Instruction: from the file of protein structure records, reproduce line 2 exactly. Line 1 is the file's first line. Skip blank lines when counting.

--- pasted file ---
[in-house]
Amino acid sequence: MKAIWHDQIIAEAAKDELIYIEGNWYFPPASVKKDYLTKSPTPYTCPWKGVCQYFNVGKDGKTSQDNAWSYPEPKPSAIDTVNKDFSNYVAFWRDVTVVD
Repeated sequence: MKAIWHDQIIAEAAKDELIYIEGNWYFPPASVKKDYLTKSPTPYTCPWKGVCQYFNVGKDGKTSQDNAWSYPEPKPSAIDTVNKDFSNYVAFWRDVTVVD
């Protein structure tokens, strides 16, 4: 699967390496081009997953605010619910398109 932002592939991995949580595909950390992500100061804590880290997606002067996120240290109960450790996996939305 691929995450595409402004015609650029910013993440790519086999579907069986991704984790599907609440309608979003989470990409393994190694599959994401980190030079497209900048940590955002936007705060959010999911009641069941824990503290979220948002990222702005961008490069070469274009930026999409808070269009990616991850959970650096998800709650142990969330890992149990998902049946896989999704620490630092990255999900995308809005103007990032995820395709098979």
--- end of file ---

Amino acid sequence: MKAIWHDQIIAEAAKDELIYIEGNWYFPPASVKKDYLTKSPTPYTCPWKGVCQYFNVGKDGKTSQDNAWSYPEPKPSAIDTVNKDFSNYVAFWRDVTVVD